Arafat Meets with Clinton on Middle East Peace Progress

By Bob Melvin | July 7, 2008 | 8:08 PM EDT

( - Palestinian Authority leader Yasser Arafat met with President Clinton and Secretary of State Madelaine Albright on Thursday to discuss the difficulties surrounding current Middle East peace talks.

Clinton said after his White House meeting with Arafat that he feels the "'risks and difficulties" involved in achieving peace can be bridged, and he hoped that the US still could facilitate the process by helping Israel and the Palestinians meet a September deadline for a final agreement.

Arafat arrived at the White House by automobile on Thursday evening. Clinton received Arafat exactly as he received Israeli Prime Minister Ehud Barak last week -- meeting him at the White House's South Portico and walking together across the Rose Garden to the Oval Office.

"There are risks and difficulties involved," Clinton said after his talk with Arafat. "'I believe they are not nearly as great as the risks and difficulties of not making a peace agreement. So I hope they will do it. ... I will do everything I can to help them."

State Department spokesman James Rubin stated that "Everyone is agreed that we will play a more involved role by being at the table, trying to be creative, trying to help each side figure out what its needs are."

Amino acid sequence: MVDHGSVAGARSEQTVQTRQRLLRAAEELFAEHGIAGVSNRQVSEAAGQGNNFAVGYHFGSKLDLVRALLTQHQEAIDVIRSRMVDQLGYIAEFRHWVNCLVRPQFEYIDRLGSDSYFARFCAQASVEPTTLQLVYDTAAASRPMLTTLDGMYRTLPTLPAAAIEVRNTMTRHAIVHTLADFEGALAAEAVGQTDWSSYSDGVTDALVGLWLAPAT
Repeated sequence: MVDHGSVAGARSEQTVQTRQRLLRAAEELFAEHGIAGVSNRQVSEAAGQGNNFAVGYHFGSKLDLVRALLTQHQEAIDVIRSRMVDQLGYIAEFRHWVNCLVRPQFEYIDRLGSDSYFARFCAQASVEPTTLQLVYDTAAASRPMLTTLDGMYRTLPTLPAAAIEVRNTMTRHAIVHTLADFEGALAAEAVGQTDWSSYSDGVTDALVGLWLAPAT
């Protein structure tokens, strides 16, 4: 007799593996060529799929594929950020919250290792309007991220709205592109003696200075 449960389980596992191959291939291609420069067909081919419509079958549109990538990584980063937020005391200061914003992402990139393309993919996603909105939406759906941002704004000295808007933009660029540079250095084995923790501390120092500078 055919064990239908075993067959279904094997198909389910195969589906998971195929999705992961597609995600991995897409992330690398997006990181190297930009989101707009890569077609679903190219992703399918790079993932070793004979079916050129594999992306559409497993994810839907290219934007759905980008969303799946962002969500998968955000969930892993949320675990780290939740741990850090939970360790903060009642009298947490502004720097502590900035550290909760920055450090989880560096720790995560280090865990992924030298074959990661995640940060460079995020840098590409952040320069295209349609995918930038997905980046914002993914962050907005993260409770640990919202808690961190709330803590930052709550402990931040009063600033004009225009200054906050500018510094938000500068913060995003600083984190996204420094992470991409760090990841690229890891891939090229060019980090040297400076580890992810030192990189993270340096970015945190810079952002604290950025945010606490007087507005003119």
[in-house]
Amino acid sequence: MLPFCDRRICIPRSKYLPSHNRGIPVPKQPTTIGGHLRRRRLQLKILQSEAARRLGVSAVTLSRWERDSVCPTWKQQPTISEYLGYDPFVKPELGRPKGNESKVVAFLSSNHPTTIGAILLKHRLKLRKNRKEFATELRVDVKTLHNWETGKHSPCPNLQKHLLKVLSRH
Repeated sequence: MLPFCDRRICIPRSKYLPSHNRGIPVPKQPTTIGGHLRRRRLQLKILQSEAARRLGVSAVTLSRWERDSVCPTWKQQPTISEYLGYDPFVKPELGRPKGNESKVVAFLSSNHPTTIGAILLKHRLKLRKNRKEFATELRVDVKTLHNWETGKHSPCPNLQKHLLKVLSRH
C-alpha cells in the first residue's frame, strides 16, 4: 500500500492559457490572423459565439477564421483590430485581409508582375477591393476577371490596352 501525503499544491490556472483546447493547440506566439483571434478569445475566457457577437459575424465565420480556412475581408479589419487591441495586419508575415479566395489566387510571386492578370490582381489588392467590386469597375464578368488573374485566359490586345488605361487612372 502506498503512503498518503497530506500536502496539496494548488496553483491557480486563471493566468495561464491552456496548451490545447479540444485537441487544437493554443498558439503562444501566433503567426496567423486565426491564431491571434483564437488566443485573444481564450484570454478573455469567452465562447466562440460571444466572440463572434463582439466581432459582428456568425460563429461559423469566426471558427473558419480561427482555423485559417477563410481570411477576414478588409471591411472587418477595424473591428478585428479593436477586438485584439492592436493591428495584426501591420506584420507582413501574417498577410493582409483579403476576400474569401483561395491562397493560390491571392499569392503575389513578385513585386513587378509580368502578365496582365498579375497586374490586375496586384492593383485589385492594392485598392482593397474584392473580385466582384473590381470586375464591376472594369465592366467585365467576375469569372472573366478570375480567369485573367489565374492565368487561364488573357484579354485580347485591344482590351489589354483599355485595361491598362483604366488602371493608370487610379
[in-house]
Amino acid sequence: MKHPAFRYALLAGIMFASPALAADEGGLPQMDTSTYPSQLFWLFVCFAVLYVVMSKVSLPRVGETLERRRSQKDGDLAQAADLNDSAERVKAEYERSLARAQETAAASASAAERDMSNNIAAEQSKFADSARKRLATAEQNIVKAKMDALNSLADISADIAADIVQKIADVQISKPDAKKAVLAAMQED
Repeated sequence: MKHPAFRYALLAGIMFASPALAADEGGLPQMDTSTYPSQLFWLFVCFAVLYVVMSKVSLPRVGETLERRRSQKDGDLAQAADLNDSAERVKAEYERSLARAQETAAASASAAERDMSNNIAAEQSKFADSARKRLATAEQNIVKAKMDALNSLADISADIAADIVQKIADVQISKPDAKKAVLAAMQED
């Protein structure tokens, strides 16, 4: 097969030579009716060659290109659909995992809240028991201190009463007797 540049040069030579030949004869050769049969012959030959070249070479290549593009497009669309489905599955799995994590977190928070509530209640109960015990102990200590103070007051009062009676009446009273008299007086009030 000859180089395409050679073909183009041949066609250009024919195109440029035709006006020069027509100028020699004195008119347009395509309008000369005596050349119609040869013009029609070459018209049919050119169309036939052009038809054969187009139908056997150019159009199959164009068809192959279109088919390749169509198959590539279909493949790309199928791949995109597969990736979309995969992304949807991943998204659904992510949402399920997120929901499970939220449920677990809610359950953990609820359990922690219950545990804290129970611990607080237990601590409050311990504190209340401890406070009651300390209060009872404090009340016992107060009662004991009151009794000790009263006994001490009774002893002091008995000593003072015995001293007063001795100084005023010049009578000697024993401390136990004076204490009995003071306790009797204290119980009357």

White House spokesman Joe Lockhart said the Palestinians and Israelis face "'a very tight time line," and Clinton wanted the face-to-face sessions to see how the United States could keep the negotiations on track.

When Clinton met with Barak last week, the discussion focused on the need for an accelerated pace and that appeared to be the focus of the Arafat discussion as well.

Lockhart said Clinton wanted to "take stock of where we are" without offering any new proposals.

The talks on a treaty framework are to begin after the Jewish Passover holiday ending on April 26th. Negotiators will meet in Israel and the Palestinian areas, rather than in Washington, as they have done in two previous rounds.

The Palestinians claim that no progress has been made since talks on a blueprint for a peace treaty began last November.
Rubin said he was not aware that there were any new US ideas that were being presented on Thursday or anytime within the near future. This did not rule out the possibility of "creative suggestions" at some point, he said.

Israel and the Palestinians face a May deadline for a treaty framework and a September target for a full accord.

Barak said on Sunday that he would turn over West Bank land that would give the Palestinians the territorial contiguity they need for statehood. Barak also assured his hard-line Israeli critics that Jerusalem would remain united under Israeli sovereignty.
However, Palestinian suburbs just outside Jerusalem, claimed by both sides as their capital, would be handed over, according to Barak.